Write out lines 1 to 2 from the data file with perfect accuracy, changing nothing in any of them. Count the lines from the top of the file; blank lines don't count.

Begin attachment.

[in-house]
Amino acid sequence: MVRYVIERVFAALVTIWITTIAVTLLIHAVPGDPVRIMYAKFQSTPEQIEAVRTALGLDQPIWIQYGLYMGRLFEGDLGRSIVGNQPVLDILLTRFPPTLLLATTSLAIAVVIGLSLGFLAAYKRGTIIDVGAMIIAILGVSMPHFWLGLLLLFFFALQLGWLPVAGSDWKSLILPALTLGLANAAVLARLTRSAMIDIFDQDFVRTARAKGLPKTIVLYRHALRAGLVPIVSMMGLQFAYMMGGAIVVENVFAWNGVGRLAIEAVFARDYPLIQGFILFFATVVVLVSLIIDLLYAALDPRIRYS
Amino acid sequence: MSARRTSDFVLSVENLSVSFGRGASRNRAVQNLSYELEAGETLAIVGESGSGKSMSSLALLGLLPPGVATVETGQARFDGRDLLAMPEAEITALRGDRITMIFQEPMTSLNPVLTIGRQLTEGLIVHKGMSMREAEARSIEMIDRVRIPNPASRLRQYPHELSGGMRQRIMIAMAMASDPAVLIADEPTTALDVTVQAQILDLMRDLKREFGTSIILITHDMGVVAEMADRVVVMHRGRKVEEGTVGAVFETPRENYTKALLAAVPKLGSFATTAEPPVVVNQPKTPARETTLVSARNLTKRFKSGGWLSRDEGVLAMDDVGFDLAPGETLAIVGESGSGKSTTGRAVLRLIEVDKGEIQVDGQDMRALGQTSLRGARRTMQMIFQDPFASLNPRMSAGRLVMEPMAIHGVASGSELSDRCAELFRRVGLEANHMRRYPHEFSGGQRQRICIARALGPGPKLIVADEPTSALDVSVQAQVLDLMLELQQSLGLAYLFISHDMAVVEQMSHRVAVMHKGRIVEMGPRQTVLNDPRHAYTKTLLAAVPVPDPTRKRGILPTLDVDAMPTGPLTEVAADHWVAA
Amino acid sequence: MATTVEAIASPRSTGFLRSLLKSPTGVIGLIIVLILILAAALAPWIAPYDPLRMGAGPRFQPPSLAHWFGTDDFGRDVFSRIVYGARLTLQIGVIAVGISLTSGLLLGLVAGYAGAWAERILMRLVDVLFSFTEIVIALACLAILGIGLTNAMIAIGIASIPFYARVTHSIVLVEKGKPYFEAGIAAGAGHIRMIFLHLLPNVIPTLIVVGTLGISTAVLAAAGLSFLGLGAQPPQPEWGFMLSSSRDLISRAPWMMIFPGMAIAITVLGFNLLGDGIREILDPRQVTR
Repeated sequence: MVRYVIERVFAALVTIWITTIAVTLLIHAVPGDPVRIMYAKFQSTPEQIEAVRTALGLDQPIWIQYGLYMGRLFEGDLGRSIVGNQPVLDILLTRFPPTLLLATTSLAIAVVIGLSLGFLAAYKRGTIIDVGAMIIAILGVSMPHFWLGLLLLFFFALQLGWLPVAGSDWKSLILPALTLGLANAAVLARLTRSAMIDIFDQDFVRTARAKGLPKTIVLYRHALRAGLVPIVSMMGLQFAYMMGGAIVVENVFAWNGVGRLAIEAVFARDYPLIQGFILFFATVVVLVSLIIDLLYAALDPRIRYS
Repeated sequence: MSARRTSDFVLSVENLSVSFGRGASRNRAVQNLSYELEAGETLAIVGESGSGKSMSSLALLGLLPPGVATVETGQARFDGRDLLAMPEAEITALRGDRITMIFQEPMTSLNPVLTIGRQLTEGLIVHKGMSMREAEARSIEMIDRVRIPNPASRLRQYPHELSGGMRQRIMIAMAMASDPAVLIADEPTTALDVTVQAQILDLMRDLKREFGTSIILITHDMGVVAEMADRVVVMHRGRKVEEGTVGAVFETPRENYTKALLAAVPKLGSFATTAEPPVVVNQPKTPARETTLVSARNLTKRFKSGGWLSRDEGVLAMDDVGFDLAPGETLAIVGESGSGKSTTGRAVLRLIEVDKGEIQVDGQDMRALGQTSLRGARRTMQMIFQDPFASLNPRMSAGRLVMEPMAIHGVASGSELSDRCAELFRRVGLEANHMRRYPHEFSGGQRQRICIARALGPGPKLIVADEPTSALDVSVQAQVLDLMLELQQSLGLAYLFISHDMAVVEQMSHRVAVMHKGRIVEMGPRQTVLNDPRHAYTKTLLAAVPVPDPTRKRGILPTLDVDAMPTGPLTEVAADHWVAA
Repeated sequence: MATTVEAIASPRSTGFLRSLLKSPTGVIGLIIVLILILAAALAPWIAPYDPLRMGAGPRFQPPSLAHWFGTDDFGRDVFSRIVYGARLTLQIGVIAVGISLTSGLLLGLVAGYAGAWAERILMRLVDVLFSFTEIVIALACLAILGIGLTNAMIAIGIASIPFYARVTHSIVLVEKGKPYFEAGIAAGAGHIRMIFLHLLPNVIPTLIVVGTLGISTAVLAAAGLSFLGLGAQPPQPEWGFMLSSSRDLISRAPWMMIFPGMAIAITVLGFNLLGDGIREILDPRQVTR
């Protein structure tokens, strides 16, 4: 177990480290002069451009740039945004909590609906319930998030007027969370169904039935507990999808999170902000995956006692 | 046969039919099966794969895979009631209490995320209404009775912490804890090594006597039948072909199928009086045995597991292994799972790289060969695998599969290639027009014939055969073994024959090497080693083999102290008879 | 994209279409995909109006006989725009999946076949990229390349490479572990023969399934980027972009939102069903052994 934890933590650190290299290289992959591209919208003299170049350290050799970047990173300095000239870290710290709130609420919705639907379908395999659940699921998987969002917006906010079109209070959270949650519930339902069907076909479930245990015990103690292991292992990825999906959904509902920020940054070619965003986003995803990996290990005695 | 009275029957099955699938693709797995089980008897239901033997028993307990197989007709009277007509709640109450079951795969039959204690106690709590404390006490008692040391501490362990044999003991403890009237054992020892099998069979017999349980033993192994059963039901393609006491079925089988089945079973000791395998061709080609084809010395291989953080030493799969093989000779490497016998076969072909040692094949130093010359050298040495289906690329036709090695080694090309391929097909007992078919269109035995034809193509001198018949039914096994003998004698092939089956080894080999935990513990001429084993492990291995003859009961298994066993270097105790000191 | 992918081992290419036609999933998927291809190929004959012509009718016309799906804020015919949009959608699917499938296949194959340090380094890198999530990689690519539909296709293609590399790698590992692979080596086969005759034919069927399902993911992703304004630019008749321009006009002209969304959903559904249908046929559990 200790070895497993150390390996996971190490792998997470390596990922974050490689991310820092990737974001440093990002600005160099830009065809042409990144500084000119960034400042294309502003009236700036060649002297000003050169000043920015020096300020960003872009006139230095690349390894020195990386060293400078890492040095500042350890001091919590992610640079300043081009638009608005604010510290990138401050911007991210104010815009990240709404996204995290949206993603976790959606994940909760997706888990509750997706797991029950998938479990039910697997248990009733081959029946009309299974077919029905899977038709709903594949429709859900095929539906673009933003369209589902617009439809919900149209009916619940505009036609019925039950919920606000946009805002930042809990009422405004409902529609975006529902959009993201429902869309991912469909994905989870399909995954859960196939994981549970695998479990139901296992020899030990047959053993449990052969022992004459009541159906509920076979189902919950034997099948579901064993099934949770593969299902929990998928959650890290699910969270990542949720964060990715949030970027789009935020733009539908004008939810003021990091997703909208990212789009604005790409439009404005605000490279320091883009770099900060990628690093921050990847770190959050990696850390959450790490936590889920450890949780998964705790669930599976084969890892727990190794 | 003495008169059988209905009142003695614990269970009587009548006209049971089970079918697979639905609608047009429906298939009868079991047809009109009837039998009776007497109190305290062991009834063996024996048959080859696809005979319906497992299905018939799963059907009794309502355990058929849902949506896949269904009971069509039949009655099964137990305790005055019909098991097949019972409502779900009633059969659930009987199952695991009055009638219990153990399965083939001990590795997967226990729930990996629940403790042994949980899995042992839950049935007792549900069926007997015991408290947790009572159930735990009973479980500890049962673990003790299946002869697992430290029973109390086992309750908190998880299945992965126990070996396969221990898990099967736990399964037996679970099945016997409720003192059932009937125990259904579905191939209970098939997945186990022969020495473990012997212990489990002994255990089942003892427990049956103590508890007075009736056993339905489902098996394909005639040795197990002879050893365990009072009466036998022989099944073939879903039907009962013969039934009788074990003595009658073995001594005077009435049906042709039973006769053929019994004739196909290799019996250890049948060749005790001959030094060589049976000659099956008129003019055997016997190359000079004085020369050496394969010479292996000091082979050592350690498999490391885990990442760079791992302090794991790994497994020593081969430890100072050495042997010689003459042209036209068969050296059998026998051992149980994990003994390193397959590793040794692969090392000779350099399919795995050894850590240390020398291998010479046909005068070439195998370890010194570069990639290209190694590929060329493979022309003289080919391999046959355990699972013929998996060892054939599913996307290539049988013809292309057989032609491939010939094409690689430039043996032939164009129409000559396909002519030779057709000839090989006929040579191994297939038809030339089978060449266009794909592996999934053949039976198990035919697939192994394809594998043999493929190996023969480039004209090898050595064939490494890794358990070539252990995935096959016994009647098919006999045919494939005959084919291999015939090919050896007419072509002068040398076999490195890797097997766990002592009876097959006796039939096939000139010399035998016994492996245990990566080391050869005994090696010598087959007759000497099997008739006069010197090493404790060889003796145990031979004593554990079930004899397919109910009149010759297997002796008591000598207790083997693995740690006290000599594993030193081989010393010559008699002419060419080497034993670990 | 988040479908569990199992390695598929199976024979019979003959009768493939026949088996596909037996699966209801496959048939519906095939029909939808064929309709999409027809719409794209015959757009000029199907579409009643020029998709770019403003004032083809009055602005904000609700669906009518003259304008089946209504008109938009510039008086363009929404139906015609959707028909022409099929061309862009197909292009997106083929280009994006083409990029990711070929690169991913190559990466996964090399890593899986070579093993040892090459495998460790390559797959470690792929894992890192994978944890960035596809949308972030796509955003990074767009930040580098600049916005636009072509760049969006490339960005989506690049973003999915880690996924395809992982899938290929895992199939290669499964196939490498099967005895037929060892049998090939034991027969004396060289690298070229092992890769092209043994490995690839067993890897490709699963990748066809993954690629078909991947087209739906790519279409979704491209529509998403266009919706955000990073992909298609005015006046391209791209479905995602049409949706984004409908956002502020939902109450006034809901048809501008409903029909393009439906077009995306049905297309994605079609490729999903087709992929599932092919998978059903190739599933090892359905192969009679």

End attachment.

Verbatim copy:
[in-house]
Amino acid sequence: MVRYVIERVFAALVTIWITTIAVTLLIHAVPGDPVRIMYAKFQSTPEQIEAVRTALGLDQPIWIQYGLYMGRLFEGDLGRSIVGNQPVLDILLTRFPPTLLLATTSLAIAVVIGLSLGFLAAYKRGTIIDVGAMIIAILGVSMPHFWLGLLLLFFFALQLGWLPVAGSDWKSLILPALTLGLANAAVLARLTRSAMIDIFDQDFVRTARAKGLPKTIVLYRHALRAGLVPIVSMMGLQFAYMMGGAIVVENVFAWNGVGRLAIEAVFARDYPLIQGFILFFATVVVLVSLIIDLLYAALDPRIRYS